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An accident and a check led to XumaK

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The Guatemalan Marcos Andrés Antil opened his own way thanks to his studies in computing informatics and now he leads a company of 116 employees.

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Marcos A. Antil, Qanjobal, founder of Xumak in US, IT Company that has presence in 25 countries./ Esbin Garcia courtesy.

By: Ana B. Nieto
September 19th 2016

Just as Marcos Andrés Antil says, there were three moments in his life that changed the way of everything that came after. Crossing the borders to get from Guatemala (Huehuetenango) to the south of California, an accident at work when he was 14 and a trip to San Francisco in which he saw a check for $30,000.

If non of this had happened, today – just about turning forty years-, he could have been a tailor in Guatemala, or a worker in Los Angeles or maybe a lawyer with low possibilities.

But no. Thanks to those turns in life, Antil is the founder and president of XumaK, a technology company that today employs 160 people (most of them engineers) in Guatemala, Colombia, Canada and it has his headquarters in Miami. XumaK has earnings and last year it generated six million dollars, this year has forecasted to get up to $12 million and in five years to $50 million.

This company has been ongoing since 2003, centralizing to provide “Services from end to end for content management systems and content-focused applications”. Antil reacts with a smile when this newspaper asks him to explain it in a language for us the non- specialists to understand.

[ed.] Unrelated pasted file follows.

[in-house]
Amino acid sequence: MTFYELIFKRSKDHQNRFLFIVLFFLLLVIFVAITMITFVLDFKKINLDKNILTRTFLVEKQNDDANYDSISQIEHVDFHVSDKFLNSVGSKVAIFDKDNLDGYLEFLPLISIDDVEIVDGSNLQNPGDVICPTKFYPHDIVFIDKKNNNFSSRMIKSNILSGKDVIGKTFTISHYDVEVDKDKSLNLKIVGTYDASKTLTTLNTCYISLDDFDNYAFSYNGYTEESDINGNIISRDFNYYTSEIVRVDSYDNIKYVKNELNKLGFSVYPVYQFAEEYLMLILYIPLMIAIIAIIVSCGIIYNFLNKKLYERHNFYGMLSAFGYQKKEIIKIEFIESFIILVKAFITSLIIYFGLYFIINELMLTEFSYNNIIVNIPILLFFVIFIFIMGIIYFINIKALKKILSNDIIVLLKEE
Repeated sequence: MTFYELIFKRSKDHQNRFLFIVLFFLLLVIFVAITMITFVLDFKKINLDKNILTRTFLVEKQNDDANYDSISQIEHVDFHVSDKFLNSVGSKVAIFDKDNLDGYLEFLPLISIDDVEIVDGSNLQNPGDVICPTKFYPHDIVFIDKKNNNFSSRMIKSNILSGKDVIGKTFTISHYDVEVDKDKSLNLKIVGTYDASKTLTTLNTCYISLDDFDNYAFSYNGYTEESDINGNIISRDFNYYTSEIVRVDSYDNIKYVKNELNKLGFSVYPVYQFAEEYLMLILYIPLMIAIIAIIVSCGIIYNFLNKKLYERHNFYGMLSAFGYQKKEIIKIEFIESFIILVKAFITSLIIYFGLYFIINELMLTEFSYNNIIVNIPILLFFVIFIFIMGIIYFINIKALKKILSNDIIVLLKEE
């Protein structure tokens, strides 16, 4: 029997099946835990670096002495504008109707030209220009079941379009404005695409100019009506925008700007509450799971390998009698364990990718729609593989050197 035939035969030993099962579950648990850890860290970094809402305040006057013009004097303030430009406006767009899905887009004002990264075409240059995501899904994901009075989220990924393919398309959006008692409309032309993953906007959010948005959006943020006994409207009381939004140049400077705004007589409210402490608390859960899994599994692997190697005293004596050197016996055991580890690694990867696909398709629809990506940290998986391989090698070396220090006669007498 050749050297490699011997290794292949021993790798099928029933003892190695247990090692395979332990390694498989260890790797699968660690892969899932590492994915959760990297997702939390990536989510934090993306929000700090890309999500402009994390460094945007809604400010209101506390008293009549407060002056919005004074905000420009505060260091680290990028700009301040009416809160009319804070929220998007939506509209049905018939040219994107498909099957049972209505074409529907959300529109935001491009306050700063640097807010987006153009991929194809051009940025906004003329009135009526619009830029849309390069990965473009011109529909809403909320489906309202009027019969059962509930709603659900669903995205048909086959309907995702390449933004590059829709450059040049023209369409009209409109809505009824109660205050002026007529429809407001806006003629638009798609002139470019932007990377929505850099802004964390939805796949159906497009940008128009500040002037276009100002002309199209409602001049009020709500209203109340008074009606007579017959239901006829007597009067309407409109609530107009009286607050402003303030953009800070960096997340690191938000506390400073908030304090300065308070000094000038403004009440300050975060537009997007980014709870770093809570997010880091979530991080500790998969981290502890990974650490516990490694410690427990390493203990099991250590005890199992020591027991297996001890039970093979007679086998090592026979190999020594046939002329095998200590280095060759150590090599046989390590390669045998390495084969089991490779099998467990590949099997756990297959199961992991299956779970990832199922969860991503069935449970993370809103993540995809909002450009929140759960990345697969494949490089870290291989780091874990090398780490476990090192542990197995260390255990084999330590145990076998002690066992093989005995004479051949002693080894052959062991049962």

“We work in the technology of the electronic commerce. There are companies and software dedicated to the user experience and there are others dedicated to commerce, the data system that is behind, the shopping carts…. Those are to different fields. We unite both “, The experience of the digital user is referred to all of what surrounds the purchase, meaning, if someone buys a shirt online, that he knows which pants go better with it, how to match with other things.

“ We still don’t dedicate to content, but we provide an easy access for the companies that we work for, to do it”, he explains. Besides the US, his clients are French and Indian companies, he has even worked for the ONU.

It wasn’t what his parents, who where asking for political asylum for over a decade, had in mind for one of their eight children, who where brought gradually to the US crossing the boarder, and paying a high cost for it.

Antil is the youngest of a family of workers who were dedicated to crops of coffee, cardamom and cotton. His family is native of northern Guatemala and their tongue is q’anjobal.

His father came to lead community movements and ended up as a vice mayor of his locality. But those where not good times. The country was in war, and the indigenous, and community leaders assassinations where a daily reality from which they had to run.

They headed up to California, taking their children one by one. “You have to pay a lot to many people to cross the boarder and as we did it with a smuggler, you had to work almost a year to save enough for each trip”, he explains. Marcos Andrés was the last one to arrive in 1990. He had 13. The family was reunited after eight years.

“I’d learned how to sew in Guatemala, where I worked since seven, and my goal was to work in the assembly plans in Los Angeles, but I knew that children were not allowed to work in the US” Antil didn’t wanted to go to school because he didn’t speak Spanish yet and he didn’t speak English, which complicated everything. “I didn’t like it.”

That summer his father took him to a factory and the started to work in the ironing section. One day he had an accident and the machine’s steam burned his hand. “It had bubbles, it was big pain.” He had 14 years and when he arrived to his house he was crying in pain. “I was expecting from my parents to comfort me, but they this the opposite, they told me that as I didn’t’ want to study, that was the job I expected, meaning: deal with it”. That hurt as much as the hand.